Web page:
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Album Review: Pennywise – Nineteen Eighty Eight

2 min read

Pennywise have been mainstays of the punk scene for over a quarter century now, with a near constant presence on the touring circuit and eleven studio albums under their belts.  Fans hoping for new music from the quartet will be disappointed as Nineteen Eighty Eight is a collection of Pennywise’s early works, consisting of the tracks from 1989’s self-released A Word From The Wise (tracks 1 – 5) and Wildcard (tracks 6-8) EPs – which were themselves re-released together in 1992 – and the three songs they contributed to Soul Arch: The Theologian Compilation (tracks 9 – 11) in the mid-nineties.

Pennywise - Nineteen Eighty EightMuch like Taylor Swift did with 2014’s 1989, Pennywise have named their latest release for their birth year, and hitting play transports the listener back to a time before technology meant every two-bit garage band could record and release their own music at next to no cost.  The recordings present here very much sound like those of a band with little-to-no financial backing, stumping up what they can to make their dreams come true.  A Word From The Wise’s tracks are a little harsh and trebly, while those from Wildcard are a little muddied, and those taken from Soul Arch increase the production values a touch.  Beyond the sense of old-school nostalgia these low production values provide, they do force the listener’s attention to the musicianship and song-writing on display.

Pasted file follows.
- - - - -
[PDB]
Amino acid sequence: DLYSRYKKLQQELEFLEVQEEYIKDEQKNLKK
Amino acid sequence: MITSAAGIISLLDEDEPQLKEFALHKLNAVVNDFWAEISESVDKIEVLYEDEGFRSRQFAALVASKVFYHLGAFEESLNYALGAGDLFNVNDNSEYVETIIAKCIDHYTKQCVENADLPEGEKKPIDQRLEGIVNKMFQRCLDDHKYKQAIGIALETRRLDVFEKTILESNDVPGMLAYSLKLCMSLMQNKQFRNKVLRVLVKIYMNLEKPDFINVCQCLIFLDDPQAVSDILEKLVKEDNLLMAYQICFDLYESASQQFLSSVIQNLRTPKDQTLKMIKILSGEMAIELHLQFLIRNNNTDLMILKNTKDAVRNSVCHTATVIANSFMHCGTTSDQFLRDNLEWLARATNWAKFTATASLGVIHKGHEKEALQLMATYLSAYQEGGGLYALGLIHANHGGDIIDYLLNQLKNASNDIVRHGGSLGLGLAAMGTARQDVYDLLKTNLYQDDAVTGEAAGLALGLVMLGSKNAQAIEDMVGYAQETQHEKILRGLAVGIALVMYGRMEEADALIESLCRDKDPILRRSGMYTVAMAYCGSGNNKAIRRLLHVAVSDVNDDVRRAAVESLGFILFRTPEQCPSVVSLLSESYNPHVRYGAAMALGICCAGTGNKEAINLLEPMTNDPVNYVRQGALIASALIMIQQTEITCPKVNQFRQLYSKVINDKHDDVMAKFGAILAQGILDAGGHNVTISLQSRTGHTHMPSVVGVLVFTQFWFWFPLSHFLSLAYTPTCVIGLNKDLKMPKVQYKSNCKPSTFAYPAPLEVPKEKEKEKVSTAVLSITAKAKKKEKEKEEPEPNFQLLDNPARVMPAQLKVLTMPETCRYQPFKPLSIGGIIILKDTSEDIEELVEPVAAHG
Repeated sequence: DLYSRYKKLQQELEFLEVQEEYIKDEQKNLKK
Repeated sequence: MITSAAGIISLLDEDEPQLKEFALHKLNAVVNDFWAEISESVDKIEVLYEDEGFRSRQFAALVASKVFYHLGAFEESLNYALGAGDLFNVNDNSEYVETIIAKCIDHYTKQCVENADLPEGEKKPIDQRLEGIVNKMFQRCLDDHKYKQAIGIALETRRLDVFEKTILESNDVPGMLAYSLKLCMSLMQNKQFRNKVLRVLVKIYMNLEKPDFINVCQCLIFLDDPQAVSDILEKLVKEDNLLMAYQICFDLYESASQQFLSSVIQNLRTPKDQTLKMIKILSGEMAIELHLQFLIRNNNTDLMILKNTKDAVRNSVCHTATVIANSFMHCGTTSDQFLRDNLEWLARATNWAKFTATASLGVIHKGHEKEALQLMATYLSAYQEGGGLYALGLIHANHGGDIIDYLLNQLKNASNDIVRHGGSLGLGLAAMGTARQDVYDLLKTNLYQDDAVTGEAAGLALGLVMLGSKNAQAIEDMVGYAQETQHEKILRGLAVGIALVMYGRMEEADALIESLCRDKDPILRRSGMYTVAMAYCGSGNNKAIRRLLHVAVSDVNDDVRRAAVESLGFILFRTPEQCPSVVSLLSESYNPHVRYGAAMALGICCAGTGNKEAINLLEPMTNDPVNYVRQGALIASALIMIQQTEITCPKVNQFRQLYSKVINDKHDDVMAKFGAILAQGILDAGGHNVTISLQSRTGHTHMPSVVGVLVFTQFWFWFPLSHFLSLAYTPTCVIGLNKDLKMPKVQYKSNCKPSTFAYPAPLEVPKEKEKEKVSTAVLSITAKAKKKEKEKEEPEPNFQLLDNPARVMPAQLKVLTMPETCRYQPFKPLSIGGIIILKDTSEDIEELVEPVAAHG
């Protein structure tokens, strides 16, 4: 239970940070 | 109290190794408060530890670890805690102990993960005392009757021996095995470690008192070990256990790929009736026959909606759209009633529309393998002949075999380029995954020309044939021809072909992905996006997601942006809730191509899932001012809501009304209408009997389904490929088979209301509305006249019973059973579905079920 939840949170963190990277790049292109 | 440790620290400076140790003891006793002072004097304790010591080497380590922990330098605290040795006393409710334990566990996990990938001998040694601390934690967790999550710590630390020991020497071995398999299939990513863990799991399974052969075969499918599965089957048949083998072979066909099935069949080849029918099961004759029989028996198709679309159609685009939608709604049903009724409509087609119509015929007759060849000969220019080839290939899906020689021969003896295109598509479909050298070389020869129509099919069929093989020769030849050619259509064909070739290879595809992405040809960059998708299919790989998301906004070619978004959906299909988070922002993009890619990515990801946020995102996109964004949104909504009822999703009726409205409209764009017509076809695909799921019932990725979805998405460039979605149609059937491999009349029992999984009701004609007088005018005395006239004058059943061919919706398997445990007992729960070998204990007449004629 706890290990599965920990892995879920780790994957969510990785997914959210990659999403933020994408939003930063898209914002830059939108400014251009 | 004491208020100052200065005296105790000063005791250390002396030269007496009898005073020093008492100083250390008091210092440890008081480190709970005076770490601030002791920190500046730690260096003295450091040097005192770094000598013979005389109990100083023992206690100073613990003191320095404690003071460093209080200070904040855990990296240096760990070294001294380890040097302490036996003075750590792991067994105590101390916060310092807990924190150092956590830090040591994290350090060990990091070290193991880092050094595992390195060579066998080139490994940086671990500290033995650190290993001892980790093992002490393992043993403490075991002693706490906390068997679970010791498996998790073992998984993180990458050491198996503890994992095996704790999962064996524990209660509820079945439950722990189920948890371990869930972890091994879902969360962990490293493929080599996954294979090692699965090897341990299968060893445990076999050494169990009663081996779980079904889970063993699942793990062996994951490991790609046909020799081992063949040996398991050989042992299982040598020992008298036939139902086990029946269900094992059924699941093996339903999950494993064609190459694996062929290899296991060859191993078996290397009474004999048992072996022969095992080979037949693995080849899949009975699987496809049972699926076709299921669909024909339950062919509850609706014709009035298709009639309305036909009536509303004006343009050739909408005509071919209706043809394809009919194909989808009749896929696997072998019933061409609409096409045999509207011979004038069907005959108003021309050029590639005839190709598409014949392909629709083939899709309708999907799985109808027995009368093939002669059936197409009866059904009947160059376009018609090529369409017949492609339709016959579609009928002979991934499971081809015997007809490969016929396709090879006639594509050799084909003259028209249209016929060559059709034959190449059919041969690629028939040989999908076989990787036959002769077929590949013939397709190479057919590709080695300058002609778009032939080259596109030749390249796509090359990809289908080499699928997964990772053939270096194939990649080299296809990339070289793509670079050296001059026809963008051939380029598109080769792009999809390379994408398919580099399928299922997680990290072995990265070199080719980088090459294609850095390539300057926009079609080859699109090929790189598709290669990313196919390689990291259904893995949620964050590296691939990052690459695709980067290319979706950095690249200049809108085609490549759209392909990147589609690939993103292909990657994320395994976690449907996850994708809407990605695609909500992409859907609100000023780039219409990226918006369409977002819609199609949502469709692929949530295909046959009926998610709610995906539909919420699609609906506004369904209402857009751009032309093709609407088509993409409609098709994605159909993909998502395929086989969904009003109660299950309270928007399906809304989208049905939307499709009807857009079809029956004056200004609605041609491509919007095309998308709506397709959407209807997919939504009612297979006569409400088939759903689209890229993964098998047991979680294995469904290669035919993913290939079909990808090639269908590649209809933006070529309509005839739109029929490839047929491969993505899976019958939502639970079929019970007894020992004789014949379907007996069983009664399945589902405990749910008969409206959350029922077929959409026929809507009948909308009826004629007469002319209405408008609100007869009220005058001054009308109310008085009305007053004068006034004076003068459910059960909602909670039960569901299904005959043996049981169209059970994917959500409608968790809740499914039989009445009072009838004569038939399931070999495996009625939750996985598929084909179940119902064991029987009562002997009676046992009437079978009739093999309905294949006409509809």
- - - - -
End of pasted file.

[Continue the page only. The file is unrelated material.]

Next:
Depression is well structured, featuring plenty of space for each band member to do their thing without stepping all over one another, and No Way Out sounds like the songs that wouldn’t become popular in the mainstream until the mid-to-late nineties.  Maybes funky intro and layered rhythms demonstrate that Pennywise weren’t above having fun while also showing that they can comfortably step outside of punk’s genre restrictions, a contention that is further supported by the cover of Ben E. King’s Stand By Me, which shows that Jim Lindberg has a pleasing (normal) singing voice, as the first half is a rendition that is true to the original while the back half is the expected punk noise and speed.  The collection is closed with a more ‘conventional’ punk rendition of Black Flag’s Gimmie Gimmie Gimmie, which sounds like Pennywise are attempting to muster their entire sound just to match Henry Rollins’ vocal intensity from the original, which results in the song’s groove orientation being lost.

Sadly, it’s all too easy to be cynical about artists re-releasing earlier works and, considering hard-core fans would have already sourced copies of these recordings, it raises the question “why re-release, why not re-record?”  Perhaps pure nostalgia is the answer, or a sense that the younger section of the audience needs a history lesson.  Perhaps, since the death of bassist Jason Thirsk in 1996, the band finds it too painful or distasteful to re-record these songs in the studio.  Regardless, Nineteen Eighty Eight, is one for existing fans only.